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Thread Painting

One of my favorite embellishing techniques is thread painting using free motion machine embroidery. You can create a complete picture or just highlight and accent pieces. Free motion stitching can also be used in art quilts and bed quilts. The two basic rules are sit up straight so your arms can be in a relaxed, natural position and remember to breathe! Then guide the fabic with a flowing motion under the needle. I think the hardest part is to breathe because you are trying so hard to get the movement right that you forget to breathe.

Thread painting can be used to create depth by using dark and light threads for shadows and highlights with very dense or minimal stitching, depending on the effect you wish to achieve. It can also be used very effectively with fabric painting. A book that inspires me is The Art of Annemieke Mein: A Wildlife Artist in textiles. She uses all kinds of textiles and fibers in combination with fabric painting and thread painting to create incredibly detailed wall hangings.

Another wonderful book is Thread Magic: The Enchanted World of Ellen Anne Eddy. Ellen gives lots of detailed instructions on the fabric dyeing and thread painting techniques she uses to create her art quilts.

OK, on to the fun stuff!

Thread Painting Instructions

You will need:

Set the machine for free motion stitching:

Nice but not essential:

Practise Project

To give you a feel for thread painting, made a small test project. Because the density of the stitching will distort your fabric, you need to stabilize it using an iron-on stabilizer or interfacing. I use Totally Stable for something with really dense stitching but one or two layers of interfacing on something that I am just high-lighting with decorative threads. Analyze your fabric and the stitch density you are expecting to use and stabilize accordingly.

Cut a small piece of fabric - no more than 8 inches square or large enough to fit in an embroidery hoop. I find that a hoop gives me more control on a small project.

Draw or trace your design on the fabric and apply the stabilizer. You could also fuse a cutout from another fabric. I usually have a colored picture on hand to help me if I am starting a design from scratch.

Select the threads you wish to use. If I am highlighting a fused appliqué piece cut from another fabric, I just pick my thread to enhance the design. Choose the section on which you wish to start and thread the machine with the appropriate color.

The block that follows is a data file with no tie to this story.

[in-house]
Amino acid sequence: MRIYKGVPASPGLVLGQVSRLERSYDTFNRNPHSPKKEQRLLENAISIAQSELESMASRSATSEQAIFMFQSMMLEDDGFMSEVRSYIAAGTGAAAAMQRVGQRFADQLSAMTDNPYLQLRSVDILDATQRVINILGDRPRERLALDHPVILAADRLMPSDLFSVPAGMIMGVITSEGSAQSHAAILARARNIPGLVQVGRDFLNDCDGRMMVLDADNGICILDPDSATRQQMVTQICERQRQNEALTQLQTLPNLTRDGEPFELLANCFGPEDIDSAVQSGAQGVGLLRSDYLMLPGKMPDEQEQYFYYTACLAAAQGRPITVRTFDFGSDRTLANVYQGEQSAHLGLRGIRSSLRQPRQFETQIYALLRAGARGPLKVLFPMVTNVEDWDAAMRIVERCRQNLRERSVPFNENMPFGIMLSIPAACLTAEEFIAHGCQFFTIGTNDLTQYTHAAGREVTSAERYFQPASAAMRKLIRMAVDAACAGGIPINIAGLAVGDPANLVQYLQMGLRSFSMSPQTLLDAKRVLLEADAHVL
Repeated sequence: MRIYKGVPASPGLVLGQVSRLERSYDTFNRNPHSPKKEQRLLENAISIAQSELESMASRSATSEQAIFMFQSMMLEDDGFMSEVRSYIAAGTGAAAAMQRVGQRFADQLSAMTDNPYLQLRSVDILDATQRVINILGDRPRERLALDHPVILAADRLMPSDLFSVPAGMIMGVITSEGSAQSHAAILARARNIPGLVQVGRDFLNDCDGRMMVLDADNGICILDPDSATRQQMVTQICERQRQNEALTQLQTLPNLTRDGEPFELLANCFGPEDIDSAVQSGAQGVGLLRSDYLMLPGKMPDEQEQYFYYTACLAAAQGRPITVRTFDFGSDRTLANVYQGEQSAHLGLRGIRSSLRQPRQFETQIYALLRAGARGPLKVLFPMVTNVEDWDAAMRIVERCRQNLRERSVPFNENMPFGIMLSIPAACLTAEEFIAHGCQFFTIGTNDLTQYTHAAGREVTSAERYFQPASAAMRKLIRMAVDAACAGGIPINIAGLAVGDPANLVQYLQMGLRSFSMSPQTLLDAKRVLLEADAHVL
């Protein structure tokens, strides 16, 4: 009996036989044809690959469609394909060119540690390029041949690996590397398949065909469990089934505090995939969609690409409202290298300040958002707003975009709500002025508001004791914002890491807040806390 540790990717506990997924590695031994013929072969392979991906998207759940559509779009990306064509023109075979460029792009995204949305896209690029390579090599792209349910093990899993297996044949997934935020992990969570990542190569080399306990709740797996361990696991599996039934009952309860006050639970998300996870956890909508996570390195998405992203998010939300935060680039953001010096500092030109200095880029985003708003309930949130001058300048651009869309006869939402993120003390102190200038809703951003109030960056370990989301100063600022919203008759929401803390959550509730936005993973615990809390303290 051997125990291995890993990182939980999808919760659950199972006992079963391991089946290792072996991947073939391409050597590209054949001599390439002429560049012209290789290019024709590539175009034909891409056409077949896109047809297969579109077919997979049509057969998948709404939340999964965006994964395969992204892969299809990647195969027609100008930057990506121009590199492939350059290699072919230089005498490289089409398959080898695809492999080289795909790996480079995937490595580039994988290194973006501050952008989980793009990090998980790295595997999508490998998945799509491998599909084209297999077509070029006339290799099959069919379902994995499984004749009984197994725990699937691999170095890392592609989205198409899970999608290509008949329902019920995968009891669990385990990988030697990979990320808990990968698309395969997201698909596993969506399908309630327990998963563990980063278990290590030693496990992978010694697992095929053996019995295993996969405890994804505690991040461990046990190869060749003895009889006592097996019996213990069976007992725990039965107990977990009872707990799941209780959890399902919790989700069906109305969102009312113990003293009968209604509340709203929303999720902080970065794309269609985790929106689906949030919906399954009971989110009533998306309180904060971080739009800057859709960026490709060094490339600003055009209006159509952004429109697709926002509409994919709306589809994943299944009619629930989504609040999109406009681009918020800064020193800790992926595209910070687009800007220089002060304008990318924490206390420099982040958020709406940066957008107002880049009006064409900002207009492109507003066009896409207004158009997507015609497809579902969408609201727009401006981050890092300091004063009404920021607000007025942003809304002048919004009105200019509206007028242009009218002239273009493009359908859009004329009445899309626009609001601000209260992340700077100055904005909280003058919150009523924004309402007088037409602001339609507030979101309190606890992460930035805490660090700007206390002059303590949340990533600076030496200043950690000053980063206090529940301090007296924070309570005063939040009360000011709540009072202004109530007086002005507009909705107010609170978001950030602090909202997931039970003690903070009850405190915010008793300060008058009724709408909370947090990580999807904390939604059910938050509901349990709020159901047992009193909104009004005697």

Insert the fabric in the embroidery hoop and gently slide it under the foot. You may have to raise the foot a little extra with the take-up lever on your sewing machine. You may need to tilt the hoop to fit it under the foot.

Lower the foot and, holding the top thread so it won't be pulled to the back of the fabric, take the needle through one cycle down and back up by turning the wheel by hand. This will catch the bobbin thread. Gently pull the bobbin thread to the top of the fabric.

Hold the two threads in your left hand and, without moving the fabric, take several stitches in the same place to anchor the threads. I usually do a small amount of stitching to move away from the anchor point and then clip the threads so that they don't interfere with the other colors. If your machine has a "needle down" feature, engage that function. If it doesn't, then manually put the needle down by turning the wheel when you stop to prevent your fabric from moving.

Now you are ready to start. Shoulders back, breathe and remember that you, not the sewing machine, are controlling how the fabric moves. Sew at a medium fast speed and move the hoop smoothly back and forth so that the threads begin to fill in the design area that you are working on. This takes some practice so don't be discouraged if you aren't perfect on the first try. If you are doing a whole design (say a flower) blend the colors into each other so you don't have definite lines. Have fun!

References for this section are:

The Art of Annemieke Mein:  Wildlife Artist in textiles
The Art of Manipulating Fabric by Colette Wolff
Thread Magic by Ellen Anne Eddy
Machine Needlelace and Other Embellishing Techniques by Judy Simmons
Embroidery Concepts in Sulky by Sulky of America

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All images and text are © Marilyn Nepper and any use is forbidden except with the express permission of the owner.